“We’re working on about 100 projects for new points of presence. In the next two years, we should open at least 20 additional locations of our infrastructure.”
Head of NOC
In this regard, it’s important to mention that our flexibility and readiness to make customizations are also advantages of Gcore that distinguish us favorably from the global top 5 American and Asian cloud companies. There are a number of cases when we opened CDN and hosting points of presence specifically to suit the needs of particular clients that needed to strengthen themselves in a certain region, as long as such work was at least minimally economically justifiable for us. If you contact an IT giant in the USA or China with such an offer, with a budget of less than 5–10 million dollars, they most likely won’t even hear you out.
— Tell us more about the architecture of your network, the data centers you choose, the equipment and technologies you use.
— Our network architecture is based on four main principles. First, using the edge technology of developing infrastructure with full automation: the new PoPs we open are located as close as possible to the end product users and consumers of our customers’ content.
Second, stable performance, which means that during peak loads, we quickly redistribute traffic between existing nodes to achieve an optimal ratio. Traffic moves to the nearest locations based on geoinformation (city, region, country) about customer queries to the overloaded server.
Third, reliable connectivity. To achieve good connectivity and quality peering, we choose the best Tier III and Tier IV data centers, and the biggest internet exchange points. There we are connected with the networks of the biggest internet providers and our peering partners.
Finally, we keep traffic local. We manage four independent network segments: North America, Asia, and Europe. To achieve optimal traffic routing, we announce regional prefixes only in each point of presence.
“Our network architecture is based on four main principles. First, using the edge technology of developing infrastructure with full automation: the new points of presence we open are located as close as possible to the end product users and consumers of our customers’ content.”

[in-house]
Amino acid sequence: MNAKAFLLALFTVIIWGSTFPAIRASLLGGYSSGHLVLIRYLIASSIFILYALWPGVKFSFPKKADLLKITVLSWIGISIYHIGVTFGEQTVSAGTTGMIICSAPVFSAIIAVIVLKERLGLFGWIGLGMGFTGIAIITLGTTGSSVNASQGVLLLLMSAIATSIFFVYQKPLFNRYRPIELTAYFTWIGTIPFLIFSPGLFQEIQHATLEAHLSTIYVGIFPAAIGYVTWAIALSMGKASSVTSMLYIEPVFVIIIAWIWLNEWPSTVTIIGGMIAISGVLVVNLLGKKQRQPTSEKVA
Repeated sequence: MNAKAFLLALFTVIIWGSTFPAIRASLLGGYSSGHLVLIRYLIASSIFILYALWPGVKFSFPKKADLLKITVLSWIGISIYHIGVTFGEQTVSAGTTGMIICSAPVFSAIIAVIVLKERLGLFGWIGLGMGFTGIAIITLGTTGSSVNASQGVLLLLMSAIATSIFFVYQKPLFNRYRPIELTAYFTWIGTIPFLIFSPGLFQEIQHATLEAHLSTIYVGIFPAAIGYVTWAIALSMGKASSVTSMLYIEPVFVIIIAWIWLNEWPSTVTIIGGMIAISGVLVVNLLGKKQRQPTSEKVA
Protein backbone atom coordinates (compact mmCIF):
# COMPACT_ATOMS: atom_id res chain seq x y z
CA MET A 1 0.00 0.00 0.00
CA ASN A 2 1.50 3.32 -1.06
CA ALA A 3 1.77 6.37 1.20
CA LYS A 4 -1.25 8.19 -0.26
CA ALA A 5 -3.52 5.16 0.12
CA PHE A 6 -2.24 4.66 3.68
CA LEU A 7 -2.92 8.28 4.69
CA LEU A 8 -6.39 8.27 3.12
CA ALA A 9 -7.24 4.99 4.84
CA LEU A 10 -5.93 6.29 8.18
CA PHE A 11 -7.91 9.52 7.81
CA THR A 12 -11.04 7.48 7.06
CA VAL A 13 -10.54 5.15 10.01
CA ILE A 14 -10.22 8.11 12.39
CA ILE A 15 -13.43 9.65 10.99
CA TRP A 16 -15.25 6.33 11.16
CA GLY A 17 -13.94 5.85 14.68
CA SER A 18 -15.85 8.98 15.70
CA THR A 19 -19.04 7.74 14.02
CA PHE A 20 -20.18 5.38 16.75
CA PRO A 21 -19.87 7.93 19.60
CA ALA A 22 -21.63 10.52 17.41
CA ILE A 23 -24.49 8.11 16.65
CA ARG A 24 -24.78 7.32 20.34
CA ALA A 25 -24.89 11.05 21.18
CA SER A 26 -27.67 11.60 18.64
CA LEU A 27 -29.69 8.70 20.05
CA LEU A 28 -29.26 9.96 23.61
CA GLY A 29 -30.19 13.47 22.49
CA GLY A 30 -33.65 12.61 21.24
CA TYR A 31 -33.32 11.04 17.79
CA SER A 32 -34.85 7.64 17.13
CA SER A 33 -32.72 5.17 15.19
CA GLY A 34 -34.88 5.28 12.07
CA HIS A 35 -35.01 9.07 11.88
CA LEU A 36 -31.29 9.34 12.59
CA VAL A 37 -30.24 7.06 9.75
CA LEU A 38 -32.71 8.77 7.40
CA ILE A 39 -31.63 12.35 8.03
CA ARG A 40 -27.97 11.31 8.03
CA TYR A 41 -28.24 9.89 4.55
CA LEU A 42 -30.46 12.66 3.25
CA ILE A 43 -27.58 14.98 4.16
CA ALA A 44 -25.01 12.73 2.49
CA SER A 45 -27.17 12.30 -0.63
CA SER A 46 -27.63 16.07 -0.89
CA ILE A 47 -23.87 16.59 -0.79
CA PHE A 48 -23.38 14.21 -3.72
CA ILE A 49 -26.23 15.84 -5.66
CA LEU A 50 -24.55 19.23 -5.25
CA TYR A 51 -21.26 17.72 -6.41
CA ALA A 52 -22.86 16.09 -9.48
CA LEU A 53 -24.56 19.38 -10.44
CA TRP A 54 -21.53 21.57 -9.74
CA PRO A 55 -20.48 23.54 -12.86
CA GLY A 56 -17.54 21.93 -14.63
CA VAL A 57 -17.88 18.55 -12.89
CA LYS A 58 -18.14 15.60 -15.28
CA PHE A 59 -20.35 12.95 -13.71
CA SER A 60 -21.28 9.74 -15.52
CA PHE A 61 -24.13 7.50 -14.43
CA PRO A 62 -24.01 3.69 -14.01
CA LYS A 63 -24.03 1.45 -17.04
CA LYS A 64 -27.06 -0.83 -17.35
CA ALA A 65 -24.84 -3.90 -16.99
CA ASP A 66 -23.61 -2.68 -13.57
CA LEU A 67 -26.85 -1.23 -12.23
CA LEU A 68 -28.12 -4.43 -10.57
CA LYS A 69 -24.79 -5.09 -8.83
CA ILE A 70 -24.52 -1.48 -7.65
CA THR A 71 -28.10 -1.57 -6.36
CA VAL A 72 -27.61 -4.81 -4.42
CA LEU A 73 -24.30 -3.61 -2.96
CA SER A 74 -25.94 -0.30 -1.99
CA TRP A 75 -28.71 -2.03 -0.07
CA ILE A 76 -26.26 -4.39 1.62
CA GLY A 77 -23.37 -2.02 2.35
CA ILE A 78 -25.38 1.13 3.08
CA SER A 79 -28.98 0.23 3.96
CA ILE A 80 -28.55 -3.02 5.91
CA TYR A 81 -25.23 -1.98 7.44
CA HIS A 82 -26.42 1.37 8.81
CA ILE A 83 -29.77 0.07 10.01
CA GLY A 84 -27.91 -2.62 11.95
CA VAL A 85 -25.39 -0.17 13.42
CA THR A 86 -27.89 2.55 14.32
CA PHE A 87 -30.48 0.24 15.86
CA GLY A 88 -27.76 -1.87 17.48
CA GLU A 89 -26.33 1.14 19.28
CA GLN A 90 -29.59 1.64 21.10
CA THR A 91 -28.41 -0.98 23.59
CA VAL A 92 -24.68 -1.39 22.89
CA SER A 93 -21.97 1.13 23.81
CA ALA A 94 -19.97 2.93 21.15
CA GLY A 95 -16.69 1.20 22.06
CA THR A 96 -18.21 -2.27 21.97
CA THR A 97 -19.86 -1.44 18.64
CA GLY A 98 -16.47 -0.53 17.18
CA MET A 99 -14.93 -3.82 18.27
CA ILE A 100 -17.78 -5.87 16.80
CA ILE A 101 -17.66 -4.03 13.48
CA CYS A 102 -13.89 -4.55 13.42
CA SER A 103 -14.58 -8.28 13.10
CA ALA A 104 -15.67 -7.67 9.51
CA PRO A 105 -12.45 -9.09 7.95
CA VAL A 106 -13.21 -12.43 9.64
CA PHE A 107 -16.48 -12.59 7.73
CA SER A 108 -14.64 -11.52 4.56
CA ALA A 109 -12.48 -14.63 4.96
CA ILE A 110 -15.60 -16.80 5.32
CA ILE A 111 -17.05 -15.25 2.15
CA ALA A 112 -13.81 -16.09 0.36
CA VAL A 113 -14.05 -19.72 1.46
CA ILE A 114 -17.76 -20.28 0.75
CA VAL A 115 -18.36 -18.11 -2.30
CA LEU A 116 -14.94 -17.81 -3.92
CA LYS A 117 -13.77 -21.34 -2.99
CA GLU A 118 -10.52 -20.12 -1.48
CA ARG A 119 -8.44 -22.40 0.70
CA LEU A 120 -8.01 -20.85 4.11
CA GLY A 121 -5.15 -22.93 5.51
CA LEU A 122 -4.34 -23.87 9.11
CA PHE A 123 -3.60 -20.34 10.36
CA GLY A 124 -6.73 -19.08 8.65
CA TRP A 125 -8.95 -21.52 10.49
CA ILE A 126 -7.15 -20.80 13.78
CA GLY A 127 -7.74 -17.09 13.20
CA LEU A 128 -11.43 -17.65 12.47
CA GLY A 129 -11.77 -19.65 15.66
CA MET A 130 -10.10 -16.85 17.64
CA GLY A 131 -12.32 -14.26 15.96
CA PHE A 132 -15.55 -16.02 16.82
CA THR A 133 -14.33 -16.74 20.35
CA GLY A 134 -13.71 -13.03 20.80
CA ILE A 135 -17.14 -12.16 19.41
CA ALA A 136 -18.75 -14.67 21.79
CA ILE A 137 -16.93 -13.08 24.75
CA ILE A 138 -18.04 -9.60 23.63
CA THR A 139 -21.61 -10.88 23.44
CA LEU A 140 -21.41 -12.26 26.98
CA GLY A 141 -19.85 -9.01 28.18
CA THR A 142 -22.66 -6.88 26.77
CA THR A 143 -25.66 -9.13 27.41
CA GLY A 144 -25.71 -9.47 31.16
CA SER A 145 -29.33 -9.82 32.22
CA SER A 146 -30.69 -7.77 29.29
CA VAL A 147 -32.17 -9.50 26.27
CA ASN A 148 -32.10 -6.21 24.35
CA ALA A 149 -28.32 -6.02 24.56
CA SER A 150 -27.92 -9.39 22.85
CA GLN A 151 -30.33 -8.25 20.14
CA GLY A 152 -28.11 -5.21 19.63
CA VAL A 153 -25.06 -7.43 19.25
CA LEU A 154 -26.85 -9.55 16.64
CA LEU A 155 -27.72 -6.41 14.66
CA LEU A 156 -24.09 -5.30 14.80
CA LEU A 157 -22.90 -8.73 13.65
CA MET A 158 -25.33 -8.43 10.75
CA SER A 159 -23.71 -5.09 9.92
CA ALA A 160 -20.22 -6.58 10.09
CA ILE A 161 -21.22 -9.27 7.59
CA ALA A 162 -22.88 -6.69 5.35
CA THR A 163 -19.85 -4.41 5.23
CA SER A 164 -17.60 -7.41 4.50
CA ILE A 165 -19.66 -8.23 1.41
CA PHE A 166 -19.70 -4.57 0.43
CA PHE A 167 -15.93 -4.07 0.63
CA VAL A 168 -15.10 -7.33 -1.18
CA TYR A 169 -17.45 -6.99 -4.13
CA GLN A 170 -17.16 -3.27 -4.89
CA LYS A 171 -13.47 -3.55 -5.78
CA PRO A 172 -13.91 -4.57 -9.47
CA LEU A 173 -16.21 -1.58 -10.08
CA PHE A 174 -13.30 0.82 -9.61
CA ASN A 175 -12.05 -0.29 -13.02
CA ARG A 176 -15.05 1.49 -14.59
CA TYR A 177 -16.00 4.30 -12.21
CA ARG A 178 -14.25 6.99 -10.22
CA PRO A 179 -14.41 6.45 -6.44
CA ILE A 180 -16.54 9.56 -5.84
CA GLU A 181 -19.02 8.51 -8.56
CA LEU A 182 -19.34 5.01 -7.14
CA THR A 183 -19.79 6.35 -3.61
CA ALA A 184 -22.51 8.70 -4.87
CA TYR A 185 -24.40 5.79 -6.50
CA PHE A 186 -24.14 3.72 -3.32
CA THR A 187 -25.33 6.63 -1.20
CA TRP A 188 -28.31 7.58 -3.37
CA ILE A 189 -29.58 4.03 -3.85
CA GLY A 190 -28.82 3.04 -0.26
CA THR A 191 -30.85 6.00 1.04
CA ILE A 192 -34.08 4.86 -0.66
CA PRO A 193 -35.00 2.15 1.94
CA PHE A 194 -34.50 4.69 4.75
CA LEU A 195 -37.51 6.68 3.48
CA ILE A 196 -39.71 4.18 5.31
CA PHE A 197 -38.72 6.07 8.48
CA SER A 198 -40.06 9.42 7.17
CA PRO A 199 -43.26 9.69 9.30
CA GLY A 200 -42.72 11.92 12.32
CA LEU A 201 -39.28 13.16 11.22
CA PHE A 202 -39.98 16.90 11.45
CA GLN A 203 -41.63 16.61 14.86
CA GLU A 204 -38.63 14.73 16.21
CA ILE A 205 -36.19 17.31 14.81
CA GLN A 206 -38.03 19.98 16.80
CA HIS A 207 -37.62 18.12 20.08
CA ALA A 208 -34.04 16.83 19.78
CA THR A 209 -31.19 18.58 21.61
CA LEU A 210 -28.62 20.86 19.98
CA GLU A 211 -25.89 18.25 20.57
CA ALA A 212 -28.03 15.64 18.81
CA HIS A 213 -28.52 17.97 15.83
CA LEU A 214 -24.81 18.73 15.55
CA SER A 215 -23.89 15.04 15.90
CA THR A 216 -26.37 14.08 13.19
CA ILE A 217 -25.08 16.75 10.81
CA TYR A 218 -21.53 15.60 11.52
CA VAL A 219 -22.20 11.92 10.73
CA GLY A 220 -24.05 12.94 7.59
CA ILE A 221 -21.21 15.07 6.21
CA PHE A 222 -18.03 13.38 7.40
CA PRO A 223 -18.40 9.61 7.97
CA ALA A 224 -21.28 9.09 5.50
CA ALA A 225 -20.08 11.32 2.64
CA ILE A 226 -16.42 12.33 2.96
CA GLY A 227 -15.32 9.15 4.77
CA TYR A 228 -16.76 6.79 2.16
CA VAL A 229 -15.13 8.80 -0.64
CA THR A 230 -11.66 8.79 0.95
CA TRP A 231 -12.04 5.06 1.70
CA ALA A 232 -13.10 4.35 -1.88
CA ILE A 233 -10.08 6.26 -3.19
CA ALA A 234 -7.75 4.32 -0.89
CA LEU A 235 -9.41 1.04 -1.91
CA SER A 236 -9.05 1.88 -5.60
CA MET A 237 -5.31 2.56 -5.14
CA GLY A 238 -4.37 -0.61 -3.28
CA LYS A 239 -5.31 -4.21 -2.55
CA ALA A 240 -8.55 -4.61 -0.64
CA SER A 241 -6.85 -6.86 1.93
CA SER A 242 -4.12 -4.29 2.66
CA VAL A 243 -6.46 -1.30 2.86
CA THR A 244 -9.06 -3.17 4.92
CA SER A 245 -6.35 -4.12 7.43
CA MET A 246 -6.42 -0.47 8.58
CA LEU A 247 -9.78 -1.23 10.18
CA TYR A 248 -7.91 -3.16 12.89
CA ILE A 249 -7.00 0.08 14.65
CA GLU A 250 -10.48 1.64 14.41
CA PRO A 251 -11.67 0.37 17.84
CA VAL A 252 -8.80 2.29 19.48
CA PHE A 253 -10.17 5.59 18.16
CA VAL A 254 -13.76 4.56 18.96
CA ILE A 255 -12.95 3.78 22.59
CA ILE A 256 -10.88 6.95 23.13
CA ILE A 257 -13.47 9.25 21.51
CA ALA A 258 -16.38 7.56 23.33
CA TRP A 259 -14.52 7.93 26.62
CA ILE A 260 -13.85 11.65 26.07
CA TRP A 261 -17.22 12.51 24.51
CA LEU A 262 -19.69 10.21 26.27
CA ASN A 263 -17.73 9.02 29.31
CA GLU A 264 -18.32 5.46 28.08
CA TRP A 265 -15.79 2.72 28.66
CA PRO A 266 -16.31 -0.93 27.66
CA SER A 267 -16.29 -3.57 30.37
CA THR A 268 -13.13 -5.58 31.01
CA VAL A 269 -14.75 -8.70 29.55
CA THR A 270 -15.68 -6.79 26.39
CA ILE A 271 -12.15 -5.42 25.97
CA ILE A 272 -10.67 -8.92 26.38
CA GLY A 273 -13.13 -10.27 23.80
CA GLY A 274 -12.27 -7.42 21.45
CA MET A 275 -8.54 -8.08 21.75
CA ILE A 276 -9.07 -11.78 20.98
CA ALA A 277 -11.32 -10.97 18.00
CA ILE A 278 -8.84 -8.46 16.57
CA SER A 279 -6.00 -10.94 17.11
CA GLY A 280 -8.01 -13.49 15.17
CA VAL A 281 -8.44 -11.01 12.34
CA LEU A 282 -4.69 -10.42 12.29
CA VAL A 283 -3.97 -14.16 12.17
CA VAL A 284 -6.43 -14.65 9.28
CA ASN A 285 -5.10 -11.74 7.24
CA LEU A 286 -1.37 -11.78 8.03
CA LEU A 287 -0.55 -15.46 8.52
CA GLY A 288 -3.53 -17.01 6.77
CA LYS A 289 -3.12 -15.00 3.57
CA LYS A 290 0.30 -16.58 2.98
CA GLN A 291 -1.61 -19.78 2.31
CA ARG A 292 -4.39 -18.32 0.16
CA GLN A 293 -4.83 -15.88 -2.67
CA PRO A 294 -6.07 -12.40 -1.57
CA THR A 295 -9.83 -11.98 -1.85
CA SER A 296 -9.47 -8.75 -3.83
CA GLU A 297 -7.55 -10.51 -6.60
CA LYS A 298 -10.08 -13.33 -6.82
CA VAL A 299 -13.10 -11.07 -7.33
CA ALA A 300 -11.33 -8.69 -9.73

Head of NOC
We use network equipment with 100GE interfaces as edge routers. For our cache servers, we use 100 GB network adapters. We only install Samsung Enterprise series SSDs to ensure the best performance: standard SAS (PM1633) for medium-load regions and NVME (PM1725) in the most loaded points. The majority of the SSDs have a capacity of 3.2 TB. We are also actively implementing new 7.68 TB drives.
To monitor and balance the ever-growing network load more effectively, we have implemented the SD Edge technologies that are being actively developed today. They allow us to automate a whole range of processes that previously required manual maintenance.
It should also be noted that our network, and all the Gcore services based upon it, are protected against cyberattacks, including DDoS attacks, with the help of our own solution which is based on unique smart traffic filtering technology.
It combines the analysis of statistical, signature, technical, and behavioral factors, and allows us to neutralize low-frequency attacks at the application level, and to cut off even singular bot queries.
— What challenges did you have to overcome when expanding your network, and in which countries?
— Probably the main challenge for us when expanding the network has been the slow feedback from our telecom partners and internet providers due to their internal bureaucracy.
For example, in a number of countries in Latin America and the Middle East, we spent 3–4 months to get approval for standard procedures (like connecting to a network), while in the USA and Europe, it only takes a week or two. It’s also important, of course, to take into account the local particularities of importing and deploying infrastructure equipment.
Over the years of working in various corners of the world, however, we have learned to deal expeditiously with the majority of emerging issues.